October 19, 2018

Community composting

Green cone installed at Lefebvre Lane garden

By Greg Duggan
Observer staff

When Williston Green Initiatives applied for a Community Waste Reduction grant from the Chittenden Solid Waste District, the local environmental group had only vague ideas for how to use any funding.

Community composting stood out as the main goal, but Williston Green Initiatives member Lynn Blevins said the group had to identify a neighborhood and determine the extent of any project. When the grant was approved by CSWD, Williston Green Initiatives reached out to the town through Front Porch Forum — a community e-mail newsletter. Residents at Lefebvre Lane responded, looking for suggestions on how to expand an existing community composting effort.

Members of Williston Green Initiatives visited the neighborhood’s community garden, which has two compost bins and three compost piles set up, and suggested the installation of a green cone.

“Quite a few people in the neighborhood compost their own food scraps in their own bins,” Blevins said. “But of course they’re not doing meat and dairy.”

A green cone consists of a basket that gets buried and a cone that extends above the ground. Meat, bones and dairy products can go into the cone and basket, where bacteria breaks down the waste and returns nutrients to the surrounding soil. Because the waste is stored underground, it doesn’t attract animals — a potential drawback with traditional compost piles.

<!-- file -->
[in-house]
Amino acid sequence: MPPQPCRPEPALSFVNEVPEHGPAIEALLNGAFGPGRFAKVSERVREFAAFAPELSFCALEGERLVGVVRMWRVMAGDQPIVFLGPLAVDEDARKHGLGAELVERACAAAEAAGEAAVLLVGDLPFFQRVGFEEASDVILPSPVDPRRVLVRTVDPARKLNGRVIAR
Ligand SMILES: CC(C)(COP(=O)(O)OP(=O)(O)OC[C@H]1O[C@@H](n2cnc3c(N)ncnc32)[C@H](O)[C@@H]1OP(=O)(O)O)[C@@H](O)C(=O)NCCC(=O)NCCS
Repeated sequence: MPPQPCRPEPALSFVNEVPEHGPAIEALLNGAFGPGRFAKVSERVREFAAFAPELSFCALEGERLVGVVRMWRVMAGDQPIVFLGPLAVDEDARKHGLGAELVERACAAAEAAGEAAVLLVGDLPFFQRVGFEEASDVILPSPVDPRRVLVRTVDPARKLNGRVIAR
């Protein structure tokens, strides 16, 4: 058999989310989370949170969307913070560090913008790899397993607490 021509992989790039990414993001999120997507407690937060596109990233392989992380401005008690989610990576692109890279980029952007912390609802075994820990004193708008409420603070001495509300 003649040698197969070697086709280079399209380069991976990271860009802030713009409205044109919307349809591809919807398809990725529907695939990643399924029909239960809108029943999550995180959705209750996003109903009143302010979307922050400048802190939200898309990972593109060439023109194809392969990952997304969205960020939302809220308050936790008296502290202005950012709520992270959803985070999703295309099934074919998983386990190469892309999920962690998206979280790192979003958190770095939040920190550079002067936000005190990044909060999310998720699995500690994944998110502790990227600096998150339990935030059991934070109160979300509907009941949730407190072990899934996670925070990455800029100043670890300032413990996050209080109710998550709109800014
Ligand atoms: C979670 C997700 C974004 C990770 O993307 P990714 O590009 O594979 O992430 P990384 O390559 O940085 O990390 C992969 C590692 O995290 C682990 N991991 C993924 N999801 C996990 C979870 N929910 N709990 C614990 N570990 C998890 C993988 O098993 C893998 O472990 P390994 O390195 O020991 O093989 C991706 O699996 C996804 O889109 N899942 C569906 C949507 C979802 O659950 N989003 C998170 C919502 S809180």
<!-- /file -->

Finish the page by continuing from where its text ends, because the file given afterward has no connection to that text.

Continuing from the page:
“We have compost set up, but this sounded like it could add to what we have, so we thought we’d give it a shot,” said Cara Hunt, a Lefebvre Lane resident and member of the neighborhood’s community garden.

Blevins said the CSWD grant came to $117.50; Williston Green Initiatives used $72.50 of that to purchase the green cone from the Central Vermont Solid Waste Management District. Members of CSWD and Green Initiatives, as well as residents of Lefebvre Lane, installed the cone last week. The rest of the grant money will fund signs and informational pamphlets explaining how the green cone works.

“We’re really curious to see how it works out,” CSWD outreach coordinator Marge Keough said. “We’re optimistic that it works out well.”

Cutting waste in Chittenden County

Keough said CSWD had $2,000 available in grant money through its Community Waste Reduction grant program. The district put out a request for proposals in December, and Williston Green Initiatives was one of six groups to respond. All six projects received at least partial funding, and five of the proposals focused on composting, Keough said.

Keough said compost makes up nearly a third of landfill waste. Green cones are one way to reduce that waste, she said, as are backyard composting bins or bringing compost to CSWD drop-off centers.

The waste district has proposed a large composting facility on Redmond Road in Williston, which would replace the facility now operating at the Intervale in Burlington.

But as Blevins said, “The most efficient thing to do is home composting.” Hence the effort by Williston Green Initiatives to encourage local composting efforts.

“The idea of community composting is a long-term interest of ours,” Blevins said. “So this is the start, I would say.”

The green cone installed on Lefebvre Lane will accept 1 to 1.5 pounds of waste per day; with existing compost bins in place, Hunt doesn’t believe the neighborhood will exceed the limit for the green cone.

CSWD and Green Initiatives want to monitor the project to determine if it’s replicable in other communities.

If successful, Keough said, the model could be adopted by neighborhoods, condo associations or community gardens.

“We’re very hopeful that it will be a great project that can be replicated,” Keough said.

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